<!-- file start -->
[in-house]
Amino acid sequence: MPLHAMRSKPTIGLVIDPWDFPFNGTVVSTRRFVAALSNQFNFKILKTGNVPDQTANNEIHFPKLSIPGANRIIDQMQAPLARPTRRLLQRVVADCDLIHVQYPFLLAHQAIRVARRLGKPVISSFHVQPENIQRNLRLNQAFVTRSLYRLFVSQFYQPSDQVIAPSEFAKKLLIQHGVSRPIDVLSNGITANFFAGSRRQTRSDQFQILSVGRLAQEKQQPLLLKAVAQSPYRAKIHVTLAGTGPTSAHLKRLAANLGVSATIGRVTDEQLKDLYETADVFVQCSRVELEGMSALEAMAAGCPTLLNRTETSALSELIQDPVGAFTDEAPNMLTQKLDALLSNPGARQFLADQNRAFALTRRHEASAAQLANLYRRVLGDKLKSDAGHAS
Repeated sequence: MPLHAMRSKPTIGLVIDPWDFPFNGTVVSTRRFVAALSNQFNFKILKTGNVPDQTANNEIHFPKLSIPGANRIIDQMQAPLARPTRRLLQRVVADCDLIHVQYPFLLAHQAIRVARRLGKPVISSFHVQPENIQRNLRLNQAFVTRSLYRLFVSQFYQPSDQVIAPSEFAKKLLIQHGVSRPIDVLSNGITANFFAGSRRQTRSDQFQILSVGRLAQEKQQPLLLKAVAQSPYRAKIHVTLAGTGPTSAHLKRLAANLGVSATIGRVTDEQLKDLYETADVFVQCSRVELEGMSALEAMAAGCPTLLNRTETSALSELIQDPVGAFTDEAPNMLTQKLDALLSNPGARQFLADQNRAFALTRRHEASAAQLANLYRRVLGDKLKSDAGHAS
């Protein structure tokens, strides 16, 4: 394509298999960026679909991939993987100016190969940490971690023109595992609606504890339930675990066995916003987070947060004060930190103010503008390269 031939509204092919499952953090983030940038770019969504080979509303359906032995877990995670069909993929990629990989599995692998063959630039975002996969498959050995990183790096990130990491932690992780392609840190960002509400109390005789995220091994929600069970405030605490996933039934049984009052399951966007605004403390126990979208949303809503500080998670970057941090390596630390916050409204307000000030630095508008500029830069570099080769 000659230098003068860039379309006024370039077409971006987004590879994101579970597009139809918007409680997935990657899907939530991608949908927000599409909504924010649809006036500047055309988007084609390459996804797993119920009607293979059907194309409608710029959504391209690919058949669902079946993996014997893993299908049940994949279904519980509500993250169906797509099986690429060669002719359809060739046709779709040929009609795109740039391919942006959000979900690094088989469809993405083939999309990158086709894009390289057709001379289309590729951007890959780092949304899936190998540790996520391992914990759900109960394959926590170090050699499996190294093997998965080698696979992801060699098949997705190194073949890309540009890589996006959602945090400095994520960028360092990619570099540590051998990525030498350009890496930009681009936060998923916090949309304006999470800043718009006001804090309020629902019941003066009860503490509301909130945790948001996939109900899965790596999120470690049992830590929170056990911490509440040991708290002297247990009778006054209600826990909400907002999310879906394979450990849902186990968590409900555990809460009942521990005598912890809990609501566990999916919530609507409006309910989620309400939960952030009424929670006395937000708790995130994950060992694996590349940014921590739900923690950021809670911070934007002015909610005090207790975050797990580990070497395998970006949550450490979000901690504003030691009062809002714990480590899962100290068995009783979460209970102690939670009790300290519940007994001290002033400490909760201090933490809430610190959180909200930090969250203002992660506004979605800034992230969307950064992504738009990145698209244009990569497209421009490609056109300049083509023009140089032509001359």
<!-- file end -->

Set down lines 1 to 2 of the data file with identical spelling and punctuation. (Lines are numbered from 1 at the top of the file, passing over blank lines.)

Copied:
[in-house]
Amino acid sequence: MPLHAMRSKPTIGLVIDPWDFPFNGTVVSTRRFVAALSNQFNFKILKTGNVPDQTANNEIHFPKLSIPGANRIIDQMQAPLARPTRRLLQRVVADCDLIHVQYPFLLAHQAIRVARRLGKPVISSFHVQPENIQRNLRLNQAFVTRSLYRLFVSQFYQPSDQVIAPSEFAKKLLIQHGVSRPIDVLSNGITANFFAGSRRQTRSDQFQILSVGRLAQEKQQPLLLKAVAQSPYRAKIHVTLAGTGPTSAHLKRLAANLGVSATIGRVTDEQLKDLYETADVFVQCSRVELEGMSALEAMAAGCPTLLNRTETSALSELIQDPVGAFTDEAPNMLTQKLDALLSNPGARQFLADQNRAFALTRRHEASAAQLANLYRRVLGDKLKSDAGHAS